Everywhere I went, I noticed that people’s conversations had begun to resemble the game of charades, where all they could produce were fractional notions of what they wanted to sa —“sounds like . . . starts with . . . three syllables.” A handsome fiftyish waiter at one of the finer restaurants in the Napa Valley, a pro who took his job seriously, forgot one of our appetizers, and then one of our desserts, at which point he became so apologetic that I thought he was about to cry. When Pixar brought out the animated film, Finding Nemo, a movie that involved, among other characters, a very forgetful middle-aged fish named Dory, a handy new code word was born. “Dory,” one woman would say sharply to another, warning her that she had commenced to tell, yet again, a story she had told days—or even hours—before. It seemed that I had plenty of company, both male and female.
“It’s like this,” one woman said, describing the extended wait she experienced when she tried to bring information to mind. “I used to have the Jeopardy answers long before the buzzer. I still know them, but I just can’t find them as fast. I’m no longer an AK 47. I’m more like a musket; you’ve got to load it, tamp it, pack it down and then fire.”
I was determined to get a plausible explanation of what was happening to my brain, and by extension, to middle-aged minds in general. My forgetfulness was running my life. Was this normal aging? Was it something else? I could either give up, resigning myself to existence in a mental fog, or I could subject my brain to the best scientific analysis and medical treatment.
I saw my opening and I took it. I’d become a guinea pig, a self appointed representative of middle-aged people whose brains were behaving unnervingly. I’d seek interventions of all kinds, from established to fringe, because who knew where the answer might be found? This sort of interior exploration carried risks, both pharmacological and intellectual, but the way I saw it, I had little choice. I’d consult with a range of experts in many disciplines, from bench scientists who worked primarily with animals and microscopes to the first generation of clinicians who had ready access to the human brain in vivo, thanks to the availability of MRI and PET brain-scanning technology. Before I was through, I’d meet with cognitive psychologists, psychiatrists, neuropsychologists, neurologists, neuroscientists, sleep-medicine specialists, pharmacologists, gerontologists, geneticists, trauma experts, toxicologists, endocrinologists and nutritionists. For good measure, I’d throw in a guru or two. There were obvious flaws in my methodology: No self-respecting scientist would design an investigation that allowed multiple research protocols to occur simultaneously. But I wasn’t a scientist. I was a journalist who knew a good story when I saw one. Forgetfulness was on all of our minds. It was driving us nuts. And I was going to get us some answers.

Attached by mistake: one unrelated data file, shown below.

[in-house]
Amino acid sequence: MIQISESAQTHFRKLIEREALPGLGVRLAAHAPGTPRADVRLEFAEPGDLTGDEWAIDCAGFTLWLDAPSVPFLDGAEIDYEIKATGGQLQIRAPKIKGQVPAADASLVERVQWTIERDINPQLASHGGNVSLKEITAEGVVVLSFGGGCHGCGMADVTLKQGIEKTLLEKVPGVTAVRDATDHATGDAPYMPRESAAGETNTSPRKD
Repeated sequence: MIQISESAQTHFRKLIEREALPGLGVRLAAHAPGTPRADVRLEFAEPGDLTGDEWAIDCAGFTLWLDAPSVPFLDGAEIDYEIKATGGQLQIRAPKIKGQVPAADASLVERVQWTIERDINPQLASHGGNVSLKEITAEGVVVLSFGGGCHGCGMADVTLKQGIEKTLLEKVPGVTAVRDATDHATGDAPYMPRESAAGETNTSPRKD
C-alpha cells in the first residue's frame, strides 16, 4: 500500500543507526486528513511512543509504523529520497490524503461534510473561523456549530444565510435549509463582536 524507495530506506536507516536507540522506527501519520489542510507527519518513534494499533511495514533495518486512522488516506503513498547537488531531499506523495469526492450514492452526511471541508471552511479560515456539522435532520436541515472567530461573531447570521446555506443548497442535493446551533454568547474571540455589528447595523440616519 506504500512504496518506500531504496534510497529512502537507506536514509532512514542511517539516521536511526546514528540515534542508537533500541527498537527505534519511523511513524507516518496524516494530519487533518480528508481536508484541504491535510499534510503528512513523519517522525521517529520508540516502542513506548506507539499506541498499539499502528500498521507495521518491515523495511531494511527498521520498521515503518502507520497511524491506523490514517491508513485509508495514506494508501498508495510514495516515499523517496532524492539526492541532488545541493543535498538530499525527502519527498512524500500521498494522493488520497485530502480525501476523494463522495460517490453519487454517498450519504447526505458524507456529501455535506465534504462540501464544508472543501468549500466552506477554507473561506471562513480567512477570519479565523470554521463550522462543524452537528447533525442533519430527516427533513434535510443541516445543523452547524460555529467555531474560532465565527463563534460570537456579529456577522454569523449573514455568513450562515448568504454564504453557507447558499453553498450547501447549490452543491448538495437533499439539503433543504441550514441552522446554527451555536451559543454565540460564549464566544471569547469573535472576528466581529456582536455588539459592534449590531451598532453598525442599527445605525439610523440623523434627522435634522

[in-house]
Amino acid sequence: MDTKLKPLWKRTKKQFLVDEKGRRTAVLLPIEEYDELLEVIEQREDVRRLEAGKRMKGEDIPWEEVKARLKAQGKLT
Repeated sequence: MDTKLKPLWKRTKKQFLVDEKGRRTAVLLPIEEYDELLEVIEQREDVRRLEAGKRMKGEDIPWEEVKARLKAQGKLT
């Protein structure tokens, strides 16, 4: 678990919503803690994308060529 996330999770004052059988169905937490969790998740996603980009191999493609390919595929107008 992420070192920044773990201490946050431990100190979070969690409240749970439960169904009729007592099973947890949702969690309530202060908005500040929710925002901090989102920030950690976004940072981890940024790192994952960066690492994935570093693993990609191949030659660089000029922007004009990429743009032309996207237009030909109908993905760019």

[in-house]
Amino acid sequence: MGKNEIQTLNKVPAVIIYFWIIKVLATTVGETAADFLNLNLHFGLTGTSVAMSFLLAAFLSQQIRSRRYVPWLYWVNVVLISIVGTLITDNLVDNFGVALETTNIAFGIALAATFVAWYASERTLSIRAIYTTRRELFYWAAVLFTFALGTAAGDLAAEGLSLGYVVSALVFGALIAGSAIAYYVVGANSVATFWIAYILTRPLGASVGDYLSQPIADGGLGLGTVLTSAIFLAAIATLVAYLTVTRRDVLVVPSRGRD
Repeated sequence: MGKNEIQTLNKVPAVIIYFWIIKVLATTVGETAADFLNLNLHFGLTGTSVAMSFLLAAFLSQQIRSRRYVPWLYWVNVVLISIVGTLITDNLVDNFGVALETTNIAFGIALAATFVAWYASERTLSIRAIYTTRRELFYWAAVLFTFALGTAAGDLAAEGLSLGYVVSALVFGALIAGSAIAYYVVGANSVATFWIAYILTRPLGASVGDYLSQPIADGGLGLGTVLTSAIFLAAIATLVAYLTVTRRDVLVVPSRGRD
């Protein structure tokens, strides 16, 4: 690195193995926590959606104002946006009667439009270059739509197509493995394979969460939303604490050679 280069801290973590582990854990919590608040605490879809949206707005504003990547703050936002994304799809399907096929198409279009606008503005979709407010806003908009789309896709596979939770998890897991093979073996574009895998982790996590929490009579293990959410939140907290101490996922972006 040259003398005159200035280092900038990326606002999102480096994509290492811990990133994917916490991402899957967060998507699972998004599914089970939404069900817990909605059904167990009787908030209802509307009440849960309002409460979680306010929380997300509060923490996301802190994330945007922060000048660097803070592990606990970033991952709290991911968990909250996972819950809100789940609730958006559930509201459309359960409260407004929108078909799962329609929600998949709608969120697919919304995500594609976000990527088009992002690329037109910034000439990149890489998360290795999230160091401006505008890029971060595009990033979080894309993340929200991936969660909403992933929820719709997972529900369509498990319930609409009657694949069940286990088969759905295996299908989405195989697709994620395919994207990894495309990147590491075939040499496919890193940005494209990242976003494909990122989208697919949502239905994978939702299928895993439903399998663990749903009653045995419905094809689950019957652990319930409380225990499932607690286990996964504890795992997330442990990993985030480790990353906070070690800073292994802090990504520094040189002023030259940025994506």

At the very beginning of my research, I wrote to Gary Small, an esteemed psychiatrist who directs both the UCLA Center on Aging and the UCLA Memory Clinic. In four pages, I outlined my memory difficulties, explaining that I had been commissioned to write an article on the subject of midlife forgetfulness for the New York Times Magazine, and that eventually, that article would grow into a book. To be honest, I expected to get a form letter back, telling me that he didn’t see patients. Instead, he phoned and offered me the moon—a full evaluation, including a trip through the PET scanner and the MRI machine. In terms of memory evaluation, this was the gold standard. I was on my way.
That was basically it. In the end, this guy became an expert himself and ended up writing a book.